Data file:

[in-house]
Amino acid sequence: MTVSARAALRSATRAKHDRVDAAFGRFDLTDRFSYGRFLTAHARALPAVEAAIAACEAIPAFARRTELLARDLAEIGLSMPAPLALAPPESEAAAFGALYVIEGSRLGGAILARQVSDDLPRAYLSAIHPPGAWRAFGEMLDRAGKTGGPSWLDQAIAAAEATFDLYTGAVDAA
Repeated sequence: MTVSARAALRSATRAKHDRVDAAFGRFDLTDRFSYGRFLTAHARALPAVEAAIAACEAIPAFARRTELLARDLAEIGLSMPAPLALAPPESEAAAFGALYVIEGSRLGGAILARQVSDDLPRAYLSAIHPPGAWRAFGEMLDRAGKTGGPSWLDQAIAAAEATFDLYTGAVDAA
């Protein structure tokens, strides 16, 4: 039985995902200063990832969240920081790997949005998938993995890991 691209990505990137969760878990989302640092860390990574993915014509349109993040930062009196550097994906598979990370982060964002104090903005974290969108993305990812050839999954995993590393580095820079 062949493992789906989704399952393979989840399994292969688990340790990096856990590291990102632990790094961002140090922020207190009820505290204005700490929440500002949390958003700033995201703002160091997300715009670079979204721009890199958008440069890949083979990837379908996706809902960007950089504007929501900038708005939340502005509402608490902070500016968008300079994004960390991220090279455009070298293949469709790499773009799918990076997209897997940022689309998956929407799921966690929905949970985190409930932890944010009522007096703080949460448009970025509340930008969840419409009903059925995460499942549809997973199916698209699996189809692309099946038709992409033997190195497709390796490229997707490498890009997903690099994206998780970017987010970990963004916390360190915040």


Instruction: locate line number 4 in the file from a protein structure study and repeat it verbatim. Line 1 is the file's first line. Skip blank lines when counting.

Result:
């Protein structure tokens, strides 16, 4: 039985995902200063990832969240920081790997949005998938993995890991 691209990505990137969760878990989302640092860390990574993915014509349109993040930062009196550097994906598979990370982060964002104090903005974290969108993305990812050839999954995993590393580095820079 062949493992789906989704399952393979989840399994292969688990340790990096856990590291990102632990790094961002140090922020207190009820505290204005700490929440500002949390958003700033995201703002160091997300715009670079979204721009890199958008440069890949083979990837379908996706809902960007950089504007929501900038708005939340502005509402608490902070500016968008300079994004960390991220090279455009070298293949469709790499773009799918990076997209897997940022689309998956929407799921966690929905949970985190409930932890944010009522007096703080949460448009970025509340930008969840419409009903059925995460499942549809997973199916698209699996189809692309099946038709992409033997190195497709390796490229997707490498890009997903690099994206998780970017987010970990963004916390360190915040």